and broaden the economic composition of our
"This is the most exciting intellectual devel-
opment in our lifetime," Bollinger said.
"This is a joint effort. We'll be stronger at U of
M when Michigan State is stronger and vice
McPherson said his school will "enhance the
science component of the curriculum for non-
"They don't have to do all the formulas, but the
students need to understand the broad concepts ...
See PRESIDENTS, Page 2
Students rally against
fighting in Middle East
By Jacquelyn Nixon student Amer Zahr said.
Daily Staff Reporter LSA sophomore Michael Gold, a Jewish studen
The past two weeks of turmoil for students with
family affected by the conflict between Palestinians
and Israelis came to a head yesterday during a rally
for Palestine Day of Action.
Yesterday afternoon, members of the Muslim
Students Association, Arab-American Anti-dis-
crimination committee, International Action
Center, Palestine Committee and Secular
Humanist Jews rallied together on the steps of
the Harlan Hatcher Graduate Library.
Some speakers compared the conflict to the
struggles of Native Americans and the intoler-
ance of the Klu Klux Klan. Speakers also
stressed that the problem extends across the three
and member of the American Movement for Israel,
said it is unfortunate there have been deaths on
both sides, but "the U.S. doesn't give the weapons
to Israel for the specific purpose of oppressing the
Gold has been talking to friends and family about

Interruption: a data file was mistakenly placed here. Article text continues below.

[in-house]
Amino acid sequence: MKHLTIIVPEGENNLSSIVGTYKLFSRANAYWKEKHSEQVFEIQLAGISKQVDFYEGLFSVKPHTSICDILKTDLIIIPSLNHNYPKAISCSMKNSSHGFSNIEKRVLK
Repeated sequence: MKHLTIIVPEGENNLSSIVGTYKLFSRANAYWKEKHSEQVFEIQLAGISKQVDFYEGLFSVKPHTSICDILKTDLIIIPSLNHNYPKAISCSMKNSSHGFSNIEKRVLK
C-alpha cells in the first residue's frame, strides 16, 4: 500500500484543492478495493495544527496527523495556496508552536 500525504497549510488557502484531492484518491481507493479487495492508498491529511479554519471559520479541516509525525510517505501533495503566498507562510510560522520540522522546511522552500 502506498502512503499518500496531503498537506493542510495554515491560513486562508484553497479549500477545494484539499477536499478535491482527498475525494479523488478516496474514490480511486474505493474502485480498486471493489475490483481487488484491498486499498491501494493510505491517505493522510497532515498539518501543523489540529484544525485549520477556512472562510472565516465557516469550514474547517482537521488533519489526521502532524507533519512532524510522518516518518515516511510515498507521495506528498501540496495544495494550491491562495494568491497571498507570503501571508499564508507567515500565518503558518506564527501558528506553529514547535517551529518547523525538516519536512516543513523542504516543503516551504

"I have gotten the sense that there is a fearful
atmosphere on the side of Palestinians, the Israeli
Arabs and Israeli Jews," Gold said.
LSA senior Ahmad Nassar said he is not sur-
prised by the violence in the Middle East because
of the history between Israelis and Palestinians.
The violence "seems to flare up every couple of
years," Nassar said.
"ThP I IS,' nd II nitpA N tinc nd a bahnda..idIand
Erica Kubersky, an LSA senior, dressed in a chicken costume yesterday to prove a
point during World Farm Animals Day.
students on DiagO'
By Maria Sprow
For the Daily
With a TV, a VCR, a chicken suit
and a table full of vegan food, the
Michigan Animal Rights Society host-
ed a rally for World Day for Farm Ani-
mals on the Diag yesterday.
The dav which fis orga~nzed nation-
contacted the group and helped orga-
nize the event along with MARS Pres-
ident Kristie Stoick, an LSA senior.
"Many people have the idea that
their meat, eggs and dairy products
come from the idyllic family farm,
with animals trouncing around in the
sun, eating grass and mooing," Stoick
said "It lus~t doesn't hannen that wav